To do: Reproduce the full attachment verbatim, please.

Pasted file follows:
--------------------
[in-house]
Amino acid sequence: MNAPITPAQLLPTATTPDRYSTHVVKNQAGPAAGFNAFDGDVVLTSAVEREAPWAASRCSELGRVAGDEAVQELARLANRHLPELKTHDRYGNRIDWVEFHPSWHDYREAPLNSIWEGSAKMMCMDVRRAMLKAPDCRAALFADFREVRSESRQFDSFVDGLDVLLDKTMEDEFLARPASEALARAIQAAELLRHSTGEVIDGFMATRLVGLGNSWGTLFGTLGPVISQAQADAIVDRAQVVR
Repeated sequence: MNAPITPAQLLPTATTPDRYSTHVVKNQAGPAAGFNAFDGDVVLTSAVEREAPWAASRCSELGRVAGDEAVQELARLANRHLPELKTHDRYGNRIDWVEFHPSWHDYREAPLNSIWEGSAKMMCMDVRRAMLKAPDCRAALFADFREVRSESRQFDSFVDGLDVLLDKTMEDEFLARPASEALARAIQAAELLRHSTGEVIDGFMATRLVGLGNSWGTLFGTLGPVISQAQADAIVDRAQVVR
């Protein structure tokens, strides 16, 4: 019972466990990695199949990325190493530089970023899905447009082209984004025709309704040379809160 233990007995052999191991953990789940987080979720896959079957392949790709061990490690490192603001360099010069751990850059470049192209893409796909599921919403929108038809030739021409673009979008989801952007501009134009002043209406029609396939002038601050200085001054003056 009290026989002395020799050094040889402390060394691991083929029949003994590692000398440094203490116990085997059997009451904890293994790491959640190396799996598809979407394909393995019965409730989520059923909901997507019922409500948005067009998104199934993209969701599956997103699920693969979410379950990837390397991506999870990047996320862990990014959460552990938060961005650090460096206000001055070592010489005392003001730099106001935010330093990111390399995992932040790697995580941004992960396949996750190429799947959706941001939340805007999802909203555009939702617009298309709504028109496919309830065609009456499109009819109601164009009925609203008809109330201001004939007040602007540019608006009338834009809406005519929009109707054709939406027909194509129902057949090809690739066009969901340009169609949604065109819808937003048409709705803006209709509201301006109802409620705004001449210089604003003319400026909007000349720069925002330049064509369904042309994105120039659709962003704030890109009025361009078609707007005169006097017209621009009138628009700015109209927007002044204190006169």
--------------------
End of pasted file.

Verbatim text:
[in-house]
Amino acid sequence: MNAPITPAQLLPTATTPDRYSTHVVKNQAGPAAGFNAFDGDVVLTSAVEREAPWAASRCSELGRVAGDEAVQELARLANRHLPELKTHDRYGNRIDWVEFHPSWHDYREAPLNSIWEGSAKMMCMDVRRAMLKAPDCRAALFADFREVRSESRQFDSFVDGLDVLLDKTMEDEFLARPASEALARAIQAAELLRHSTGEVIDGFMATRLVGLGNSWGTLFGTLGPVISQAQADAIVDRAQVVR
Repeated sequence: MNAPITPAQLLPTATTPDRYSTHVVKNQAGPAAGFNAFDGDVVLTSAVEREAPWAASRCSELGRVAGDEAVQELARLANRHLPELKTHDRYGNRIDWVEFHPSWHDYREAPLNSIWEGSAKMMCMDVRRAMLKAPDCRAALFADFREVRSESRQFDSFVDGLDVLLDKTMEDEFLARPASEALARAIQAAELLRHSTGEVIDGFMATRLVGLGNSWGTLFGTLGPVISQAQADAIVDRAQVVR
């Protein structure tokens, strides 16, 4: 019972466990990695199949990325190493530089970023899905447009082209984004025709309704040379809160 233990007995052999191991953990789940987080979720896959079957392949790709061990490690490192603001360099010069751990850059470049192209893409796909599921919403929108038809030739021409673009979008989801952007501009134009002043209406029609396939002038601050200085001054003056 009290026989002395020799050094040889402390060394691991083929029949003994590692000398440094203490116990085997059997009451904890293994790491959640190396799996598809979407394909393995019965409730989520059923909901997507019922409500948005067009998104199934993209969701599956997103699920693969979410379950990837390397991506999870990047996320862990990014959460552990938060961005650090460096206000001055070592010489005392003001730099106001935010330093990111390399995992932040790697995580941004992960396949996750190429799947959706941001939340805007999802909203555009939702617009298309709504028109496919309830065609009456499109009819109601164009009925609203008809109330201001004939007040602007540019608006009338834009809406005519929009109707054709939406027909194509129902057949090809690739066009969901340009169609949604065109819808937003048409709705803006209709509201301006109802409620705004001449210089604003003319400026909007000349720069925002330049064509369904042309994105120039659709962003704030890109009025361009078609707007005169006097017209621009009138628009700015109209927007002044204190006169």